Some people use the term punter more when describing the music fans in the pub who don’t play. Some of these guys—especially if they attend regularly—get brought into the chat between the tunes. In Episode 3-Every Tuesday at Nine, I spoke about Mike who’s been a tremendous part of our local sessions. He knows and loves the tunes, he encourages the players, he’s certainly a big part of the session. He helps lift it up. He’s part of the hang throughout the night. 

But so is everybody in the bar. Like, unless it’s a really huge corporate space, even the people paying no attention to the music can end up being part of the overall atmosphere and mood. Sometimes it’s jolly. Sometimes it’s just so, so loud, and hard to hear the music. But there’s texture and there’s humanity with all the random, various assortments of people in there. Because it’s a public space.

And without public places to play, there wouldn’t be places for newer players to get into it: to go to listen, to learn, to meet people, to sit in. Those of us who already play could meet up in houses. There’s no bar noise. It’s easy to get a seat. The bathrooms are usually cleaner. But that’s less about tapping into what tunes and what trends are on—ou’re just getting together with people you already know, probably playing tunes (for the most part) that you already know.  

Keeping the music private and invite only would definitely slow the spread of traditional music.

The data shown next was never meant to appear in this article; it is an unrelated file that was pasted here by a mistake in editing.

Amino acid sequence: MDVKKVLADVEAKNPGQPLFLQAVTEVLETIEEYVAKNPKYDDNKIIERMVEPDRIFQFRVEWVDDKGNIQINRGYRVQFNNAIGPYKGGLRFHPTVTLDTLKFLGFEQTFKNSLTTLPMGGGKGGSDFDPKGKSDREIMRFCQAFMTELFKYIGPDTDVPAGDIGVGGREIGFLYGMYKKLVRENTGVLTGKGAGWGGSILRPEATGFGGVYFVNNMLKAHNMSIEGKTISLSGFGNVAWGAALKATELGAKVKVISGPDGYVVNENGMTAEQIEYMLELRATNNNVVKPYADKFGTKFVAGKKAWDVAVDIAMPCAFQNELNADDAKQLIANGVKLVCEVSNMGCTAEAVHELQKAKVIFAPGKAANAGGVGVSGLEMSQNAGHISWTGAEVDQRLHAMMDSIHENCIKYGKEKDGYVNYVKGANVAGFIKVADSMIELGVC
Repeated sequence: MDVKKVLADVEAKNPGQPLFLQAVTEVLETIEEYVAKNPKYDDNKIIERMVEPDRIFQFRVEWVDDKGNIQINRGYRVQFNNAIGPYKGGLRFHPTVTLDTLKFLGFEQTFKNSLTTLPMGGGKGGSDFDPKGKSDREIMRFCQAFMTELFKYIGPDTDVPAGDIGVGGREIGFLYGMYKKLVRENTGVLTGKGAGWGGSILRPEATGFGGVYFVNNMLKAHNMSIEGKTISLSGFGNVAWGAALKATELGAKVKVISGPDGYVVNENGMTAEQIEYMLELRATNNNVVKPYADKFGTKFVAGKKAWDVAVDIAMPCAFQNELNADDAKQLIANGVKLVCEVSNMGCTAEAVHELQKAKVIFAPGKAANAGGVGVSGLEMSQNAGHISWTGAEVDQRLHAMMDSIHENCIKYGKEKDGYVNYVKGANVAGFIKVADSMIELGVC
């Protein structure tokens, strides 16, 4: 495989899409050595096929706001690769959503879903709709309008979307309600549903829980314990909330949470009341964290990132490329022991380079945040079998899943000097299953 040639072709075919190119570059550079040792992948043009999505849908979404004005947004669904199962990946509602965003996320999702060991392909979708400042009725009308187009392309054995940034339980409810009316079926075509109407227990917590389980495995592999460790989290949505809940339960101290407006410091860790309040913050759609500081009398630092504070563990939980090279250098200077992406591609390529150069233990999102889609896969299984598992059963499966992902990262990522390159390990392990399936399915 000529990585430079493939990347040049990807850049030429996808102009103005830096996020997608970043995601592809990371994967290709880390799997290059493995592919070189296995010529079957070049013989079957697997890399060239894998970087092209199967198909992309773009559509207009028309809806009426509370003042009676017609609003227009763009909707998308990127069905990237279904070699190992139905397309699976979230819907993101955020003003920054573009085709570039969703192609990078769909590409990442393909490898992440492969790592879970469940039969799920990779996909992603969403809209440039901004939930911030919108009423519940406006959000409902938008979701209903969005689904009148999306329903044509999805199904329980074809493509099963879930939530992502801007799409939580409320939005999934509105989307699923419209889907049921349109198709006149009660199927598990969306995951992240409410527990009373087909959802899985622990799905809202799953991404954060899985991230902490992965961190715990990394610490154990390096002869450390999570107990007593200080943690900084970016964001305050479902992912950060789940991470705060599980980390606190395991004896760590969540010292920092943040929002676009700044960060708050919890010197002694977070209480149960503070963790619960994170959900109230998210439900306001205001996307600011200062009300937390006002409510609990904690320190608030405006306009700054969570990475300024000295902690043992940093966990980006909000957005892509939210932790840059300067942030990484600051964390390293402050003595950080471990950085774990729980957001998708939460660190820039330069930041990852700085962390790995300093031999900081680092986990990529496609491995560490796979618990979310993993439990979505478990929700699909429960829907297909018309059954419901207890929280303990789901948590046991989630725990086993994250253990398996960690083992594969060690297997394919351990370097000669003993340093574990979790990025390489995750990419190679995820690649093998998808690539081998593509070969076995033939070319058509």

[ Music: “The Priest and his Boots,” from Cover the Buckle

Artists: Seán Clohessy, Sean Mccomiskey, And Kieran Jordan ]

When Irish music is out in the public—in public sessions, in concerts in public spaces, in ceilis, in festivals—with people who play, and dance, and who don’t play… when Irish music is out there, it mutates. Tunes come in and out of fashion. New compositions catch on. Or someone starts playing an old tune in a new way (or an older way, and that catches on). More people start playing the pipes or the banjo, and the balance of instruments shifts a bit. And that can influence repertoire and rhythmic style for everybody. 

And then when listeners offer a bit of encouragement, it can make it more fun. It can drive the players a bit, stoke the egos just enough to play a little faster, to try a little harder, maybe?? And from there, players who have found a spark together in, say, a session… maybe just SLIGHTLY because of the vibe and fun of having other people there to witness the connections… well, they might start up bands. And then record. And then perform—in public spaces.

Without the public presence, Irish music would be less, well, public. It would be less communal. It wouldn’t be shared as widely. Without public places to play, and without other humans sharing that space with us (that public space), the scene wouldn’t grow and change as much. It wouldn’t ‘live’ the same way.

[ Music: “Barter’s Hill,” from Jolie

Artists: Nightingale ]

If I were a gambler, I’d wager that without public sessions, and without punters, enthusiasm for playing together might wane a bit. Because as great as it is to play tunes with friends, we are all busy. And a lot of us have families or crazy jobs, so sessions at the house can be tough on school and work nights. And even though the yelling man at the bar can be annoying when you’re trying to enjoy that wonderful Paddy Fahey tune with two fiddles, some of the regular listeners who turn up can add so much warmth and currency to a night of tunes.

Whether you’re playing tunes, or playing the ponies, making music in communal, shared, public places is probably a pretty safe investment.

This episode of Irish Music Stories was produced by me, Shannon Heaton. Thank you, Michael for the great question. And the opportunity to learn how different podcasting is from making videos! To send in your own questions, or to help support the show, please visit

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Shannon Heaton


World-reared, Boston-based flute player, singer, composer, teacher, and host of Irish Music